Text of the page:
• Click on Java.
  • Select Debug.
  • Choose Step Filtering.

A window will appear on your screen as shown in Figure 7.

Later, if you want to enable or disable the step filtering option, you can do it from the Debug window.

5. Evaluate (inspect and watch)

This is another good feature of the Eclipse IDE. This feature will enable you to check the value of expressions while debugging Java programs. All you need to do is right-click the statement and click on inspect. It will show you the value of the selected expression during the debugging process. The value will appear in front of you over the watch window.

Figure 8 illustrates the image of the watch window in which the value of an expression is displayed.

6. Drop to frame

Eclipse enables users to choose any frame (level) in the call stack during the debugging process and set the JVM to start again from the selected level. In simple words, it allows you to re-run a part of your program.

[Note: The changes made to the variable will not be reset.]

The following steps will help you use this feature:

  • Select the stack from where you want to start as shown in Figure 9.

  • Click on the Drop to Frame button in the toolbar of the debug window. A new window will appear on the screen as displayed in Figure 10.

7. Environment variables

As you know, it is important to set up environment variables prior to coding in Java. We all are aware of how to set up environment variables. We need to go to the system properties in order to add an environment variable. Eclipse allows you to do it from the IDE itself.

There is no need to follow the traditional path to set the environment variables. You can easily do the same through Edit Configuration dialog box.

Figure 11 shows the image of the Edit Configuration dialog box.

8. Show logical structure

It is not easy to check the values of a map or a list with the default settings of the Eclipse. You need to edit them or choose another way.

The logical structure option is very useful, especially when trying to determine the contents of Java collection classes such as HashMap or ArrayList. Instead of displaying the detailed information, the logical structure will present only the necessary content such as the key and value of a HashMap.

You can easily enable the Show Logical Structure option with the help of a button. This option is very handy, especially if you don’t have meaningful toString() methods for the objects in your structure.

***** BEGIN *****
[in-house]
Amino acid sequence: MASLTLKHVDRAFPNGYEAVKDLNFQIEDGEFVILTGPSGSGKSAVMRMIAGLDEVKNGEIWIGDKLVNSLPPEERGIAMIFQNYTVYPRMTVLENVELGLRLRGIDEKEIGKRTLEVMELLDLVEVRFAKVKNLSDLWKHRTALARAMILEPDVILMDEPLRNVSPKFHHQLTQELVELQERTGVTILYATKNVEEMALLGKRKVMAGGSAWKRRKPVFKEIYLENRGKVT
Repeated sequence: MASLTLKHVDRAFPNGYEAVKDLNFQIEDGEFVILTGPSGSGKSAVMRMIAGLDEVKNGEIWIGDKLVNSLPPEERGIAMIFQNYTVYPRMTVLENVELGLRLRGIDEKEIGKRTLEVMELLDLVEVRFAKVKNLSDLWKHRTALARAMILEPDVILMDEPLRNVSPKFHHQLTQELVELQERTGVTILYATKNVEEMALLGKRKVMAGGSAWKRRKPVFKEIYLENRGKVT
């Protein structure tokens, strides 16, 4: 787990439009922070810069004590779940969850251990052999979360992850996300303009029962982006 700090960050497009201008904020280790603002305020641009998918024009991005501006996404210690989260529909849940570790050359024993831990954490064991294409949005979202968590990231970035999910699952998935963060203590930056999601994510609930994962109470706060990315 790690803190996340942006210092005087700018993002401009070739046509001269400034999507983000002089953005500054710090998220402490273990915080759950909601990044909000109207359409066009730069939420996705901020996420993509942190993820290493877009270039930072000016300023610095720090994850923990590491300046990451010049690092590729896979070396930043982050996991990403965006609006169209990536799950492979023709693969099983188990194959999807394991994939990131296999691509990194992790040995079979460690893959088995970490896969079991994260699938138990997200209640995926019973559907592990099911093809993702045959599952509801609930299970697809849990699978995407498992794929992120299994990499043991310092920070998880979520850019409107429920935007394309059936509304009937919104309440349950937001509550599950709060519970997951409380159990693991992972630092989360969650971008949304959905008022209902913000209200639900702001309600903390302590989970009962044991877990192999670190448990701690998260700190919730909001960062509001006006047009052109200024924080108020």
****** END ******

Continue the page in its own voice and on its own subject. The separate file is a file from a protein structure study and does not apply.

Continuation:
Figure 12 displays the position of show logical structure button.

Image result for show logical structure eclipse

Figure 12: Show logical structure

9. Modify the value of a variable

Eclipse allows you to change the values of variables during the debugging process. There is no need to restart your debugging session with minor changes in the code. You can continue to debug the program code. It will save time.

Figure 13 shows how to change the value of a variable.

Change Value

Figure 13: Changing the variable’s value

10. Stop in Main

This feature is present in the Edit configuration window of the Debug settings. When a program is debugged with this feature enabled, the execution will stop at the first line of the main function.

In order to enable this feature, open the Edit configuration window and mark the checkbox which states stop in main.

Figure 14 illustrates how to enable the stop in the main feature.

Common tips

Apart from the above-mentioned tips, I’ve listed some common tips below.

  • In case you want to copy the entire stack of a thread, you can do so with the help of the Copy Stack option. Right-click on the thread in the Debug Window and select “Copy Stack”.
  • You can also suspend and resume threads while debugging Java program code through the debug window. Right-click on any thread and select suspend or resume, as desired. This is a very helpful feature while debugging multi-threaded programs.
  • With the help of the Step Into (F5) feature, you can move to the next step and check whether the current line has a method call or not. If yes, then the control will go to the first line of the called method.
  • The Step over (F6) feature will help you to move control to the next line. If there is any method call present at the current line, it will be executed first, and control will only move to the next line.
  • Under the step return (F7) option, control will go to that line where the current method is called or invoked.

About Sagar Arora

Sagar Arora is an experienced technical content writer with knowledge of C, C++, python, PHP, Java languages. His writing coverage includes companies such as iSkysoft, Keepvid, Xpo2, Stackify, Entrepreneurbus, etc.